One evening this past week, after my wife finished feeding our 5-week-old daughter, I took over baby duty. I sat her up on my lap and gave her a few thumps on the back. Not hard enough to hurt, obviously, but just to make her burp.
She didn’t burp. So I gave her a couple more gentle-but-firm whacks, still without a result.
And then I remembered the phone call I got a couple years ago from a mom whose baby wouldn’t burp. It was late at night, probably 10:00 p.m. or so. The baby had taken her formula just like normal, but after 30 minutes of trying, her poor mom couldn’t make her burp. And she was really concerned.
I asked a few questions to make sure there wasn’t anything bigger going on. Then, I did my best to reassure her and encouraged her to put the baby in her crib and try to get some sleep. Maybe tomorrow would be a better day.
Well, this is baby number three for me, and I’ve learned a thing or two from other people’s kids as well. I certainly wasn’t worried. But it did make me wonder if burping a baby does anything.
Crazy, right? People have been burping babies for hundreds, maybe thousands, of years. But humans have done a lot of really dumb things for a long time, and that’s not a good reason to keep doing them.
What if one night, sitting on a rock around a campfire, some lady just happened to pat her baby on the back at the same time the baby happened to burp? And then that baby grew up and had a baby, and the whole “burping” thing just got passed down. What if babies just burp after they eat, whether we hit them on the back or not? Adults certainly do.
And then, the bigger question: Even if we can make babies burp by hitting them on the back, does it matter?
So because I was sitting in a room with a baby who can’t talk (and because I’m a bit of a nerd), I started thinking about how I would design that study. Fortunately, before I wrote the grant proposal to get my burping experiment funded, I checked to see if anyone had studied this before. (Always do that before you do a study.)
And they had! Science is awesome.
I don’t know how I had missed it because this is the kind of thing I love — I was probably preoccupied with actual sick people. But in 2014, a group did this exact experiment.
They took 71 babies and randomly assigned each of them to one of two groups: the “burping” group and the “control” group. Aside from instructing the parents to either burp or not burp, the babies were otherwise similar. And then, the researchers got paid to wait three months to see what happened. (Kidding, I doubt this was very lucrative research.)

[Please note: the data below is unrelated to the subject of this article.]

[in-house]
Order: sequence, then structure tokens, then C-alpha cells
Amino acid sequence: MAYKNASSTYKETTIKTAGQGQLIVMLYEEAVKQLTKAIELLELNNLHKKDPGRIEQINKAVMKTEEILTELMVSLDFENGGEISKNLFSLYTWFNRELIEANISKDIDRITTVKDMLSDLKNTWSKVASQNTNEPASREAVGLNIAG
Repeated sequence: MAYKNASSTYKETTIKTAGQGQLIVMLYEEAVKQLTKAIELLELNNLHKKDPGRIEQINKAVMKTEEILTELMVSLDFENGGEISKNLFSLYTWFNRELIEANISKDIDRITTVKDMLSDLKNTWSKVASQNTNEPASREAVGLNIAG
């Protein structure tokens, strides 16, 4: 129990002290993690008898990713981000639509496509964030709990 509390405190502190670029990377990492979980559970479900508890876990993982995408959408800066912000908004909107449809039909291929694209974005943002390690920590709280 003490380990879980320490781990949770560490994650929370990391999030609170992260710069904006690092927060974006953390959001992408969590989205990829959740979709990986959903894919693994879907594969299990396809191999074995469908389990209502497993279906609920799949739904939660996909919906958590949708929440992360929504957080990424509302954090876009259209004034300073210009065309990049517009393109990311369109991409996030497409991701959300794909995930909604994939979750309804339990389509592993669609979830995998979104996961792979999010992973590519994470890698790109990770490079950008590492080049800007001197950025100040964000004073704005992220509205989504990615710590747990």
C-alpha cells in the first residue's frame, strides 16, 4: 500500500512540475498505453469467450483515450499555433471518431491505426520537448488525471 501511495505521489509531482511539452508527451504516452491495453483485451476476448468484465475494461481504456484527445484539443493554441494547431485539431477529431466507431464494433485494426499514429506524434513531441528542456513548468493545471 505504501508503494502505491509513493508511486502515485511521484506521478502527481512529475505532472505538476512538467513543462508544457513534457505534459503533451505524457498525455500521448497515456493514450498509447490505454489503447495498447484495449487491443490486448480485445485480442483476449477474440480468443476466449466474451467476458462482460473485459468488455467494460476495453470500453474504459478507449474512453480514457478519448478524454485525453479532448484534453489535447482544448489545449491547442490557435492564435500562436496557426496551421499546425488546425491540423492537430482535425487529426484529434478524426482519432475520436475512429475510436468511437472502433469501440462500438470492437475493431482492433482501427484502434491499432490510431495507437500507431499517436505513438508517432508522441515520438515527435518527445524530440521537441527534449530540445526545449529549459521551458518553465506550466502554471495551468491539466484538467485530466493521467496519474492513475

The two things they measured were: a) colic, and b) spitting up. Both of which are completely harmless, but can certainly cause stress for the parents. After three months, they looked at records the parents kept about colic episodes and spitting up.
- There was no difference between the groups with regard to colic episodes. That is to say that babies — at least these 71 babies — will be equally fussy or unfussy whether you burp them or not.
- The babies in the burping group spit up twice as much as the un-burped babies.
- They didn’t report whether the “burped” babies burped more than the “unburped” babies. I suppose it doesn’t really matter.
I know, I had to read it twice, too. Rocked my world. I’m on baby number three, and I’ve burped them all. Or at least I’ve whacked them on the back around the same time they burped by themselves. I’ve encouraged other parents to do it as well, and even demonstrated a technique handed down from some cave woman.
But it looks like this is just another example of how kids do just as well, or maybe even better, if we just leave them alone.,/p>
For what it’s worth, we stopped burping our baby three days ago. It saves us about 16 minutes per day. She hasn’t exploded or spontaneously combusted. She doesn’t seem any fussier than before. And while I’m not sure if she spits up less, it’s certainly no worse than before.
Chad Hayes is a pediatrician who blogs at his self-titled site, Chad Hayes, MD.
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